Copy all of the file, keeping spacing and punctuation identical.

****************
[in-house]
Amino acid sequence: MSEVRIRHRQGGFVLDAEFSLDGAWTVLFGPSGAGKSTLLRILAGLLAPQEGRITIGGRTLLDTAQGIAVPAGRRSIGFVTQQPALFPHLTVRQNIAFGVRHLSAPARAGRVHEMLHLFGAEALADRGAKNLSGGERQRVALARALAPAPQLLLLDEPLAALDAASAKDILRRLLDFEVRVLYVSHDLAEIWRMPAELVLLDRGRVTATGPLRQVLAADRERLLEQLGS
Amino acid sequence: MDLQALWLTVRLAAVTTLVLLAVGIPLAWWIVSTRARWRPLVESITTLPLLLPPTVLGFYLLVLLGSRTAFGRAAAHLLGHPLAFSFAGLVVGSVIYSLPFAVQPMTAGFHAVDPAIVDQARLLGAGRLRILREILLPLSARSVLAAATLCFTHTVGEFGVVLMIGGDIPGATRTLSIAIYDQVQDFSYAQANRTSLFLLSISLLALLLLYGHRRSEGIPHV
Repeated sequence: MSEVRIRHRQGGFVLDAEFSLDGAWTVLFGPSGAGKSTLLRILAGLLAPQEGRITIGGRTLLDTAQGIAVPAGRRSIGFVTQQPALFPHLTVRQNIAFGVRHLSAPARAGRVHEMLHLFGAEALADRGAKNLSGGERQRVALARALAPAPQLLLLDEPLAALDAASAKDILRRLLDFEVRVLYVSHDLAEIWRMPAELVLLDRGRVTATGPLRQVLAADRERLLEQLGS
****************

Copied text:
[in-house]
Amino acid sequence: MSEVRIRHRQGGFVLDAEFSLDGAWTVLFGPSGAGKSTLLRILAGLLAPQEGRITIGGRTLLDTAQGIAVPAGRRSIGFVTQQPALFPHLTVRQNIAFGVRHLSAPARAGRVHEMLHLFGAEALADRGAKNLSGGERQRVALARALAPAPQLLLLDEPLAALDAASAKDILRRLLDFEVRVLYVSHDLAEIWRMPAELVLLDRGRVTATGPLRQVLAADRERLLEQLGS
Amino acid sequence: MDLQALWLTVRLAAVTTLVLLAVGIPLAWWIVSTRARWRPLVESITTLPLLLPPTVLGFYLLVLLGSRTAFGRAAAHLLGHPLAFSFAGLVVGSVIYSLPFAVQPMTAGFHAVDPAIVDQARLLGAGRLRILREILLPLSARSVLAAATLCFTHTVGEFGVVLMIGGDIPGATRTLSIAIYDQVQDFSYAQANRTSLFLLSISLLALLLLYGHRRSEGIPHV
Repeated sequence: MSEVRIRHRQGGFVLDAEFSLDGAWTVLFGPSGAGKSTLLRILAGLLAPQEGRITIGGRTLLDTAQGIAVPAGRRSIGFVTQQPALFPHLTVRQNIAFGVRHLSAPARAGRVHEMLHLFGAEALADRGAKNLSGGERQRVALARALAPAPQLLLLDEPLAALDAASAKDILRRLLDFEVRVLYVSHDLAEIWRMPAELVLLDRGRVTATGPLRQVLAADRERLLEQLGS